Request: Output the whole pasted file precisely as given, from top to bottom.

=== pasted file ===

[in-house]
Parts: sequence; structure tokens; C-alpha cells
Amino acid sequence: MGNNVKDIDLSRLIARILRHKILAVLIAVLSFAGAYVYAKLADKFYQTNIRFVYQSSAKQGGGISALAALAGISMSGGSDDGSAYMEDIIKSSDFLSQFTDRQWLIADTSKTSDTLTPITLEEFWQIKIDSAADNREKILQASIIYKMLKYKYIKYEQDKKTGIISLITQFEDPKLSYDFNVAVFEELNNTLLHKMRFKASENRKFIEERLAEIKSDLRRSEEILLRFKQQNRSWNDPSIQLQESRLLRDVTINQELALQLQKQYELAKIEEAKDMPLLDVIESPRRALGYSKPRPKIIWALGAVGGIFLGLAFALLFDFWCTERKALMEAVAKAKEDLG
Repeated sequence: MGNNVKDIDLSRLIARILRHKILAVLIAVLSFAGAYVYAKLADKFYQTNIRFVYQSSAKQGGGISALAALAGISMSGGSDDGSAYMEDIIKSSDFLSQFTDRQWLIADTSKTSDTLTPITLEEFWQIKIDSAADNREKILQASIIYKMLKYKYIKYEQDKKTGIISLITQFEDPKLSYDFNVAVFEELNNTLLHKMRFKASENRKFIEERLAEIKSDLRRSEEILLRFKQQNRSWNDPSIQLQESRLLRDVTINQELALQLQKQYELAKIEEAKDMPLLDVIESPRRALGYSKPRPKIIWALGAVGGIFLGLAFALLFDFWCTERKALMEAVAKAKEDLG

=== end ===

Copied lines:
[in-house]
Parts: sequence; structure tokens; C-alpha cells
Amino acid sequence: MGNNVKDIDLSRLIARILRHKILAVLIAVLSFAGAYVYAKLADKFYQTNIRFVYQSSAKQGGGISALAALAGISMSGGSDDGSAYMEDIIKSSDFLSQFTDRQWLIADTSKTSDTLTPITLEEFWQIKIDSAADNREKILQASIIYKMLKYKYIKYEQDKKTGIISLITQFEDPKLSYDFNVAVFEELNNTLLHKMRFKASENRKFIEERLAEIKSDLRRSEEILLRFKQQNRSWNDPSIQLQESRLLRDVTINQELALQLQKQYELAKIEEAKDMPLLDVIESPRRALGYSKPRPKIIWALGAVGGIFLGLAFALLFDFWCTERKALMEAVAKAKEDLG
Repeated sequence: MGNNVKDIDLSRLIARILRHKILAVLIAVLSFAGAYVYAKLADKFYQTNIRFVYQSSAKQGGGISALAALAGISMSGGSDDGSAYMEDIIKSSDFLSQFTDRQWLIADTSKTSDTLTPITLEEFWQIKIDSAADNREKILQASIIYKMLKYKYIKYEQDKKTGIISLITQFEDPKLSYDFNVAVFEELNNTLLHKMRFKASENRKFIEERLAEIKSDLRRSEEILLRFKQQNRSWNDPSIQLQESRLLRDVTINQELALQLQKQYELAKIEEAKDMPLLDVIESPRRALGYSKPRPKIIWALGAVGGIFLGLAFALLFDFWCTERKALMEAVAKAKEDLG